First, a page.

I've probably said it before, but John Steinbeck was not the writer most of us thought he was. By that I mean that many of us think of Steinbeck rather narrowly. Even I, having read almost everything he has written, tend to think of Steinbeck as a writer of realist fiction of downtrodden farmers and paisanos. But from To a God Unknown to Burning Bright, Steinbeck's style has never been quite so easy to nail down.
The Wayward Bus is one of the novels that defies our perception of Steinbeck. This is most evident in the way the story is told, a continually roving character study. The narrative jumps from character to character as they prepare, then embark on a bus journey during a potentially dangerous rainstorm. Steinbeck rarely spends as much as two pages on any particular character before he's moving down the line, giving the perspective of the next character, then the next. Never do I recall in a work of Steinbeck any such character roulette. And it works magnificently for this book with its strangers-on-a-journey motif.
And these are great characters with so much potential. Characters who act contrary to their beliefs. Characters who put on airs. Characters who are so realistic because each one tries to convey their insignificance while unconsciously acting on the knowledge that they are the center of the universe.
The Wayward Bus was well on its way to being one of my all-time favorite Steinbeck reads, but toward the end, the book itself modeled the journey: it lost traction and went off the road. The problem is that the end is rushed. The reader spends so much time getting to know these characters and all their quirks, that once the characters face their greatest challenge, it's time for the story to conclude. The conflict you anticipate for a couple hundred pages fizzles. Also, I was personally disappointed that the story never returned to Alice, the only significant character who is not a passenger on the bus. Overall, I thought the resolution was poor.
Unfortunately, The Wayward Bus is sort of forgettable. So much time is spent with each character's thoughts that little action occurs. Normally, I like stories like this when there is a pay-off, but the conclusion is flat. Still, I liked The Wayward Bus if for no reason other than the build-up. Steinbeck was on to something with this style, but he might have lost interest in the project before he finished, or maybe he was just unable to translate his idea for the conclusion to the page. Whatever the reason, The Wayward Bus is every bit a Steinbeck tale, but parallel to none other.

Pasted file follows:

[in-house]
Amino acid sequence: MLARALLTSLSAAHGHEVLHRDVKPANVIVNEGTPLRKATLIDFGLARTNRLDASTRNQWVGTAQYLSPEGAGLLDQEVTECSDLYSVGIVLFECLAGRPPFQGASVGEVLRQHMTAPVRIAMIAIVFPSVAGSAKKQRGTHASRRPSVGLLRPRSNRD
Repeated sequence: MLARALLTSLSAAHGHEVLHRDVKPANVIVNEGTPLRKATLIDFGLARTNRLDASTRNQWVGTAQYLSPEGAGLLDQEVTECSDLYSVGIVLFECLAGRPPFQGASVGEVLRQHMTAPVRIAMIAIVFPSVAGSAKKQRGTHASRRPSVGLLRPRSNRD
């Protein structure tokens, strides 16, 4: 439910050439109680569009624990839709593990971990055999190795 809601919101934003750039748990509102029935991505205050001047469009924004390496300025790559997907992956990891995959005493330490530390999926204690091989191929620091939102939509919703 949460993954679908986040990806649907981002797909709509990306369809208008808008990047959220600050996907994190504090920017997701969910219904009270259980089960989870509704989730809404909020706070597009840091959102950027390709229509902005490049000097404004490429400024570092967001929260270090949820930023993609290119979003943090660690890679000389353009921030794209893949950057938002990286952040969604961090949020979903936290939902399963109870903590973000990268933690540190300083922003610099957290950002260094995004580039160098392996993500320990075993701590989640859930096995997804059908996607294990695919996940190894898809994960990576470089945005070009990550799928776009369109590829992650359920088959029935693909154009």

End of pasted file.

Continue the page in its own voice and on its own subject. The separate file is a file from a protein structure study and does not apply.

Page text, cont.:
I think I have to read another book alongside East of Eden. I´ve gotten the feeling that this might be a hard hitting read. Cathy freaks me out and I don´t even think I have seen the worst of her. And no, it doesn´t mean I don´t like the book. I really do. I just have to read something a bit more lighthearted every now and then.
I have choosen The Mitford Murders as the book that has to do the deed. I have never read a book by any of the Mitford Sisters and I don´t know much about the family either, so I don´t know much about the Mitfords themselves. Which might be a good thing in regards to this book. Let´s see how I will get along with it.
This might be an 800 pages novel disguised in an edition with 600 pages. The fond is tiny in this Penguin Modern Classics edition. I´m a little bit intimidated by that.
I´m not very far into the story, but there is certainly something special to Steinbeck´s writing:
When a child first catches adults out - when it first walks into his grave little head that adults do not have devine intelligence, that their judgements are not always wise, their thinking true, their sentences just - his world falls into panic desolation. The gods are fallen and all safety gone. And there is nothing sure about the fall of gods: they do not fall a little; they crash and shatter and sink deeply into green muck. It´s a tedious job to build them up again; they never quite shine. And the child´s world is never quite whole again. It´s an aching kind of growing.